Posted by: Project MicroMundo | August 3, 2010

A Look at Education in Guatemala

Hi all. This is Ronnie, who you’re probably going to come to know as the one with the facts and figures. Throughout our journey I’ll do my best to fill you in on the information needed to put our experiences into context, for the big picture.

Since many of our activities so far (and, we expect, in the future) have to do with education, I thought I’d talk about the state of education here in Guatemala. The country has made strides in this area. A lot of new schools have been built (under President Colom’s initiative), and a big plus is that elementary education is free.

Primary (elementary) school students at whiteboard

Elementary students at one of the schools we´ve visited

That said, there is a lot left to be desired. Kids technically have to attend elementary school for six years, but only 30% actually complete that level of education. And only 23-24% of those eligible actually attend secondary (high) school. The statistics are much worse in Guatemala’s particularly impoverished indigenous areas. The indigenous peoples attend school for an average of just 1.9 years, as compared to the 5.4 year country average.

One big issue is Guatemalans’ English proficiency. There are more job opportunities here for English speakers than there are English speakers. In recent years the development of a promising call center industry (to create 9000 jobs) stalled because there weren’t enough English-speaking Guatemalans to answer the phones. But on the bright side, the government responded fast by adding more English training to public school curricula and by offering 2000 scholarships for English learning. (Read more here.)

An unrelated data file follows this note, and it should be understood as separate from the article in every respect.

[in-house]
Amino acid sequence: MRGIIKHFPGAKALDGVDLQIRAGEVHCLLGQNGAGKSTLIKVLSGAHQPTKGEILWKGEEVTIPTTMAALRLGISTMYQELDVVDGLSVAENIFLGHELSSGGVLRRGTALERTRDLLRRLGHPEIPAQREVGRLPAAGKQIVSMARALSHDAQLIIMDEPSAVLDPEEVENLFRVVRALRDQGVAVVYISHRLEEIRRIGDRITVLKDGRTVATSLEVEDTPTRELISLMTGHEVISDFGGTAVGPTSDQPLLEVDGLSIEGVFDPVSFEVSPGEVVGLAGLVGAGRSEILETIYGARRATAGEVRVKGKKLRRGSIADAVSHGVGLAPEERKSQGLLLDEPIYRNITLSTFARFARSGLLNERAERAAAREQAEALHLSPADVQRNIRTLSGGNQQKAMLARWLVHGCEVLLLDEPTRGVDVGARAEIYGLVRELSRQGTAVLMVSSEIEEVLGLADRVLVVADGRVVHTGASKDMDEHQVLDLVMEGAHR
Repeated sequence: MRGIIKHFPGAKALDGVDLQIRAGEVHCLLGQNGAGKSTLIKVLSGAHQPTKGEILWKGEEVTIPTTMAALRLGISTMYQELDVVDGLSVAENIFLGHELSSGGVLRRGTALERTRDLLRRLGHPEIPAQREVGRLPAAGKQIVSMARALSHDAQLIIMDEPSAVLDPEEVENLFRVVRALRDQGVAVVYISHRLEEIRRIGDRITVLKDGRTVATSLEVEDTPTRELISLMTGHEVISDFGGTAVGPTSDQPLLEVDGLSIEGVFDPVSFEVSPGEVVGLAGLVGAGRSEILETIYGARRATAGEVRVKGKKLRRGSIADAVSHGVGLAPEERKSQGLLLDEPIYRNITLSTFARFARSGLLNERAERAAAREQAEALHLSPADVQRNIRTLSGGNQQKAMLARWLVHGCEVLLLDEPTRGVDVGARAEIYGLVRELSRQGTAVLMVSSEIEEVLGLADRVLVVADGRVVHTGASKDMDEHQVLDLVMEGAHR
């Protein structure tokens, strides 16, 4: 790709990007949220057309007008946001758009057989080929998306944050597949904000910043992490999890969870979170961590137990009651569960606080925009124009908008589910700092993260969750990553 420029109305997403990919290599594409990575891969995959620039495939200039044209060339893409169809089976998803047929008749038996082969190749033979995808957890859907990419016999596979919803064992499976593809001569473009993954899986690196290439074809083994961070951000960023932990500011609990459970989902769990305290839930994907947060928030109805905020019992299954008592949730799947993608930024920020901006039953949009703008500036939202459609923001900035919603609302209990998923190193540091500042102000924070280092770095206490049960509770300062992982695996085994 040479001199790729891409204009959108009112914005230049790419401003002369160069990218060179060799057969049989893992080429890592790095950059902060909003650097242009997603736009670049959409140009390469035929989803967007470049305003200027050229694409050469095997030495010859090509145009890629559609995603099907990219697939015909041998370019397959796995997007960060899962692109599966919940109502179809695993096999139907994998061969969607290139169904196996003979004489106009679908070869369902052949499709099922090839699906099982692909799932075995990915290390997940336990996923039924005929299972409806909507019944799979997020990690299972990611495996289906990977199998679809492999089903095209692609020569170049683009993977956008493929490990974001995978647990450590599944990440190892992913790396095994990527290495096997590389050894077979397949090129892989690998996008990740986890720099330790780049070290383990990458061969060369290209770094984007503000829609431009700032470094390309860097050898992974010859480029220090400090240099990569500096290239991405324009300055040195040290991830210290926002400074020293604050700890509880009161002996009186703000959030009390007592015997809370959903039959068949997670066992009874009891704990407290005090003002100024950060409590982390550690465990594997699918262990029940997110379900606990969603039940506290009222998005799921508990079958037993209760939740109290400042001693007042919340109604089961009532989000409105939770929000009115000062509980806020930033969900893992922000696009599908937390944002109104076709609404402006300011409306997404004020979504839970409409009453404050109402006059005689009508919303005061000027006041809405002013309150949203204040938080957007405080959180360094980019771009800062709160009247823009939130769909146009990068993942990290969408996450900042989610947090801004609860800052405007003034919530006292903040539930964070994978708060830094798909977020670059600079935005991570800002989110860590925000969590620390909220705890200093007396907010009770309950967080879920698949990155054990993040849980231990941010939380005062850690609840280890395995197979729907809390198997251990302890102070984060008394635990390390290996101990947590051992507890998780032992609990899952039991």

And among the people there certainly seems to be a lot of enthusiasm towards learning English. Volunteer Peten´s biblioteca is always filled with kids eager to practice their English, and a walk outside almost always involves being greeted by strangers hoping for an English exchange (with the rather conspicuous gringas that we are). As such, for now we spend much of our time (as Steph mentioned) doing what we do best—speaking (and teaching) English!

And the moment you´ve all been waiting for… photos! Click the Flickr (photo) box on the right-hand side (or here) to check them out.


  1. Ronnie, I think you’re statistical insights into Guatemala (and wherever else your travels may take you) are a nice foundation for understanding what countries, or parts of countries, are up against. I just read (somewhere) that the average daily income in Guatemala is just $2 a day! Imagine. That’s less than a whole lot of people spend at Star Bucks each day.

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